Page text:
Huawei to be stripped from UK 5G network

Decision by UK government follows intense pressure from US government over national security concerns

Digital minister Oliver Dowden announces plan to strip Huawei from the UK 5G network. EPA
Digital minister Oliver Dowden announces plan to strip Huawei from the UK 5G network. EPA

The UK government bowed to US pressure on Tuesday and announced plans to remove gear made by Chinese telecoms giant Huawei from its 5G network.

MPs said the government made a “screeching u-turn” that further threatened its relations with China after a bitter dispute over democratic rights in Hong Kong and tensions over the treatment of ethnic Uighurs.

Beijing warned of reprisals, but the decision was a victory for US President Donald Trump, whose administration imposed sanctions on Huawei in May.

The US had put significant pressure on the government of Boris Johnson after it announced a deal earlier this year that would have allowed Huawei equipment to be involved in the country’s rollout of 5G, albeit with a cap. The US had warned that the deal put intelligence sharing at risk.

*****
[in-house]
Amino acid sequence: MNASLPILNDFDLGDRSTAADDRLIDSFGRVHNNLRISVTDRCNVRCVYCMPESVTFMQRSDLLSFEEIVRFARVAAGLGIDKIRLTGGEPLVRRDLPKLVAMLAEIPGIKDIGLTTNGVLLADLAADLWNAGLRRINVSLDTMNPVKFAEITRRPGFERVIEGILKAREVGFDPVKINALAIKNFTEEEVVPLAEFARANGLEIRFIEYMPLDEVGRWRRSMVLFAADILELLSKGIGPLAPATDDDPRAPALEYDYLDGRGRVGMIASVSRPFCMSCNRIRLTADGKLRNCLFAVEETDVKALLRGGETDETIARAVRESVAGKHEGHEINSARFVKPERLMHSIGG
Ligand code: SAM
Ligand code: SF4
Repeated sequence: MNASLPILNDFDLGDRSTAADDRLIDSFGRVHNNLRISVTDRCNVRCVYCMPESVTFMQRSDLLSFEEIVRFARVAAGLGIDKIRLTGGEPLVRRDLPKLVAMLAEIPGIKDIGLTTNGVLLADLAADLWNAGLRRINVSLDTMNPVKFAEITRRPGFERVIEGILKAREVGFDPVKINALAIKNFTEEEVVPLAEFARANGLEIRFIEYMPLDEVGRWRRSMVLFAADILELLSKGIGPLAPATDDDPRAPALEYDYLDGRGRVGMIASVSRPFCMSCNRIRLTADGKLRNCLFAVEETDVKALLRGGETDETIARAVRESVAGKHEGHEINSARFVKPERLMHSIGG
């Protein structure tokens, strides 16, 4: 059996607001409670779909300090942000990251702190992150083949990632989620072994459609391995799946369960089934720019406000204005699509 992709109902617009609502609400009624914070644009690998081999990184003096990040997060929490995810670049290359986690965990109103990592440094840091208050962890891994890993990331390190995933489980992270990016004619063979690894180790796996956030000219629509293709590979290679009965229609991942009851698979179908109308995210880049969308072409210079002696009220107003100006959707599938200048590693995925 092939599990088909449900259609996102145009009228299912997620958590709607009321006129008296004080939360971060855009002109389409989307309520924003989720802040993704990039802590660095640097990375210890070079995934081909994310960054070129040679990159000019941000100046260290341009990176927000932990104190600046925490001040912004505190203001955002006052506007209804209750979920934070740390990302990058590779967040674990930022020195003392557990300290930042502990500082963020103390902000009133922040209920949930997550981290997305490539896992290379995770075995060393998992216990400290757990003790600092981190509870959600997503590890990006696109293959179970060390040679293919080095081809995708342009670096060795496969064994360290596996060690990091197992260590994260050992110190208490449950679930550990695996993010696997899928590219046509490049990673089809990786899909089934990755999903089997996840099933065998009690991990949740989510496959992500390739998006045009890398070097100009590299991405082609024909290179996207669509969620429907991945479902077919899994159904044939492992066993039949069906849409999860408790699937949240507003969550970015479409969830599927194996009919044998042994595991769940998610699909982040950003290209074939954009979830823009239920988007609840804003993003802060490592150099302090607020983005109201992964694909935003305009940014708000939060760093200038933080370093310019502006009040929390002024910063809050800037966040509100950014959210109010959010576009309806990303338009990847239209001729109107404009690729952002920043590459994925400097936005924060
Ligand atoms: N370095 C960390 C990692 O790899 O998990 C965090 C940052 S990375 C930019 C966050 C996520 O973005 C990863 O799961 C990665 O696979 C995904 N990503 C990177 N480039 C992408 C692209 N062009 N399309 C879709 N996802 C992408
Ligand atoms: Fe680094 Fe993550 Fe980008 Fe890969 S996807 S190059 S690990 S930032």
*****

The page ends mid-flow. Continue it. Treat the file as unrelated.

Britain’s minister of digital, culture, media and sport, Oliver Dowden, said on Tuesday that buying new 5G Huawei equipment would be banned from 2021.

All Huawei equipment would be removed from the network by the end of 2027. The decision will cost the UK some £2 billion and delay the rollout of 5G by two to three years, said officials.

He said the decision followed analysis by UK cyber security experts of the effect of the US sanctions on Huawei. “We can no longer rely on Huawei equipment,” he told MPs.

The sanctions prevent US-made machinery or software from producing computer chips for the Chinese company.

Australia and New Zealand – part of an intelligence-sharing network that includes the UK, US and Canada – came out against Huawei because of national security concerns.

The telecoms company said that the decision placed the UK in the “digital slow lane” and urged the government to reconsider its decision. It said the move was about US trade policy – not national security.

The opposition Labour Party's spokeswoman on communications issues, Chi Omwurah, sad the decision would have a dire impact on the future.

“This is a car crash for our digital economy, but one that could have been visible from space," she said.

Updated: July 14, 2020 06:03 PM

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